The Wood Royal Commission ran from 1995 to 1997 and investigated allegations of corruption against members of the New South Wales Police Force. This was a wide-ranging inquiry that also, by investigating allegations of child abuse, made recommendations that affected the administration of child protection in New South Wales.
Important allegations raised at the inquiry included the existence of a paedophile network, consisting of members of the legal profession, media, political establishment and medical profession, that operated under police protection.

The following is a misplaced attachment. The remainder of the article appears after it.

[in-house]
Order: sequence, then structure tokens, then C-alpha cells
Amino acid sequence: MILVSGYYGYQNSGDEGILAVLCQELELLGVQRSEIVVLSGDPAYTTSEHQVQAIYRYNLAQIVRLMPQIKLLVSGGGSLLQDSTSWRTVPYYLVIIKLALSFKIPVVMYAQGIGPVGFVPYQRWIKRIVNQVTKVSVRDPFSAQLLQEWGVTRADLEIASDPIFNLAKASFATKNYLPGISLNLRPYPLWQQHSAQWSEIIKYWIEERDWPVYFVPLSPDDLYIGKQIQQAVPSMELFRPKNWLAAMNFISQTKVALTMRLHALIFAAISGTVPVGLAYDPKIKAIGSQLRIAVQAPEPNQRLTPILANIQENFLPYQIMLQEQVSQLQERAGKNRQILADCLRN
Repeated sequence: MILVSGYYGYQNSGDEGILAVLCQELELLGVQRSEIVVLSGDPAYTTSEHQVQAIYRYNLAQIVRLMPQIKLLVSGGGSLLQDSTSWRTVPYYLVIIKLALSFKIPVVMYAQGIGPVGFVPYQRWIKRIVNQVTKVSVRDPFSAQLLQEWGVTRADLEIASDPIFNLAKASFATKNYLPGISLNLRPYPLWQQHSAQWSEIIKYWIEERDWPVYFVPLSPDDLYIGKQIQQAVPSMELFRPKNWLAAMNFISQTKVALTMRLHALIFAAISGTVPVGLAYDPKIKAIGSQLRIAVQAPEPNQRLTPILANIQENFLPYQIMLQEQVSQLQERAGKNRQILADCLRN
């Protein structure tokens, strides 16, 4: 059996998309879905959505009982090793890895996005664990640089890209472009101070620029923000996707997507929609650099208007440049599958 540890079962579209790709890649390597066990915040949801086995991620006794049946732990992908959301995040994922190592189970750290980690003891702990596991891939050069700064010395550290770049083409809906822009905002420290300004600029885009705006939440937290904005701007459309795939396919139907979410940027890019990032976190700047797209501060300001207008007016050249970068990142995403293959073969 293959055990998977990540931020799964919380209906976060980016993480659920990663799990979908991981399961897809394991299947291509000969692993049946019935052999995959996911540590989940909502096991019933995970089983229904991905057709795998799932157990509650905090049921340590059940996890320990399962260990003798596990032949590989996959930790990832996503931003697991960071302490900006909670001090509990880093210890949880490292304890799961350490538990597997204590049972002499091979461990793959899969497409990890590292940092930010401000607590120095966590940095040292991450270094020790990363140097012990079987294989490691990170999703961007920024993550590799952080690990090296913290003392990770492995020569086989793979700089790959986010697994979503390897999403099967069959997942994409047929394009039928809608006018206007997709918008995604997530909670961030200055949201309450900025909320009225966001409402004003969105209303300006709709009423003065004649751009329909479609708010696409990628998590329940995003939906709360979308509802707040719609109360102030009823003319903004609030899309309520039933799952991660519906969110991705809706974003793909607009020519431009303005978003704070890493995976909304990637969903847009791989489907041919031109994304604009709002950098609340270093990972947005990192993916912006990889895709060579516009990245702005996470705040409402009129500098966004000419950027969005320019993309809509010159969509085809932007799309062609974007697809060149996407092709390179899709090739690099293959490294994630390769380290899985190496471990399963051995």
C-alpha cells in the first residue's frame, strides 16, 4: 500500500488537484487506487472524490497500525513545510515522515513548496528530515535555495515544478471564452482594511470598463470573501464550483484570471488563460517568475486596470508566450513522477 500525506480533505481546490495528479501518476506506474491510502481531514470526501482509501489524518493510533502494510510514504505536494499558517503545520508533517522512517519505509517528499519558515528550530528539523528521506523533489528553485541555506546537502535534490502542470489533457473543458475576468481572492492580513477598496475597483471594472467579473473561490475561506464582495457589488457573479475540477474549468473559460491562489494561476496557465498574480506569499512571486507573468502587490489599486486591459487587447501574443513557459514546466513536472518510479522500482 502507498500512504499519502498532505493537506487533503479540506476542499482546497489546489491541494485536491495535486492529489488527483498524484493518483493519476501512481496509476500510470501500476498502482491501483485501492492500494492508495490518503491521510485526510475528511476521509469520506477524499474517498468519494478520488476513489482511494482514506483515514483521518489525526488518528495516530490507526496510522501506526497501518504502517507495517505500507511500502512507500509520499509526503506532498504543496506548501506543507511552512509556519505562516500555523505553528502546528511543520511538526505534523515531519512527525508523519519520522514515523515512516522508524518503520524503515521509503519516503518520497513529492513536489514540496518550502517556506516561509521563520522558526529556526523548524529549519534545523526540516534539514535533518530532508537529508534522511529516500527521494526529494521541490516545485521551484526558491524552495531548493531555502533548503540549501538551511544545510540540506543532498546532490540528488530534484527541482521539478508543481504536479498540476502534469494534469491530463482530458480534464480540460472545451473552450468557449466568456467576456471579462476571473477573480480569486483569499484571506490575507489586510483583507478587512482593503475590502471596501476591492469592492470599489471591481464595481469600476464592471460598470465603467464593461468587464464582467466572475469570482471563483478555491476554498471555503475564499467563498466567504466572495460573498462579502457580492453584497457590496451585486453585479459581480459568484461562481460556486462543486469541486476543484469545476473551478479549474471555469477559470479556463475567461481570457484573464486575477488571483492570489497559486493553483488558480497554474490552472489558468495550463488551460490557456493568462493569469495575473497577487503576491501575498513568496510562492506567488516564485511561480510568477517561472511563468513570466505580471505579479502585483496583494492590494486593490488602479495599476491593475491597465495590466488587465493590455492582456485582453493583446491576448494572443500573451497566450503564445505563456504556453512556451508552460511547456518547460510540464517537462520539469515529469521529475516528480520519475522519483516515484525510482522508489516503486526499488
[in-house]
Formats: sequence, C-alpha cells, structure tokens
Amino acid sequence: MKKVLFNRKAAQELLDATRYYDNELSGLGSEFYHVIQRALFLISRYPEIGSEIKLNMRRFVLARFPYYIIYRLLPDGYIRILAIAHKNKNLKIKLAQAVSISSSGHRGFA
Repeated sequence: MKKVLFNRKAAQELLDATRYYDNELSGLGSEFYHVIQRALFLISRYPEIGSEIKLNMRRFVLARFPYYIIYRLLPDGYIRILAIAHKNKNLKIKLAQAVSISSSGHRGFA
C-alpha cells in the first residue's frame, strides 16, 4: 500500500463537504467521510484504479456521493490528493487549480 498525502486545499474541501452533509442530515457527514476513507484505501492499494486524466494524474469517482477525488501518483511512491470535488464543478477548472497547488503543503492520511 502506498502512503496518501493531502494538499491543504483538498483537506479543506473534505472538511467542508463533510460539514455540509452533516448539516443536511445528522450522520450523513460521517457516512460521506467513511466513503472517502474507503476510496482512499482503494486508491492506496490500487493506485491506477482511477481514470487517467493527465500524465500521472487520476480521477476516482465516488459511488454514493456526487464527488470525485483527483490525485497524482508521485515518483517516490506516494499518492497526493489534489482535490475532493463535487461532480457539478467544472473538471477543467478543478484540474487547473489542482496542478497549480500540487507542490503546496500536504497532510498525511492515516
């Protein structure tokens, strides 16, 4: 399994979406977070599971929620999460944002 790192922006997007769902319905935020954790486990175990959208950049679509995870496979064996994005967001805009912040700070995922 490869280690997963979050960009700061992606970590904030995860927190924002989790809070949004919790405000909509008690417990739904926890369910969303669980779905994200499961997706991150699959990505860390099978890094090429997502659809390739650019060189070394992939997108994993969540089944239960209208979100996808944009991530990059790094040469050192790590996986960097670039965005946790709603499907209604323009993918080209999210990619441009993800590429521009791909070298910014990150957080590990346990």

The Royal Commission did not find evidence of the existence of a large network of prominent professionals with paedophile tendencies or any bargain with police for protection. However, it was highly critical of police, prosecutors and public servants in their approach to the prosecution of sex offences against minors, and their lack of specialist police resources and clear guidelines.
The Commission made comprehensive recommendations for the reform of care arrangements and police and public service procedures in dealing with child victims of sexual offences.
Sources used to compile this entry: 'Royal Commission into the New South Wales Police Service', in Wikipedia, Wikipedia, http://en.wikipedia.org/wiki/Wood_Royal_Commission.
Prepared by: Naomi Parry
Created: 13 November 2012, Last modified: 28 August 2013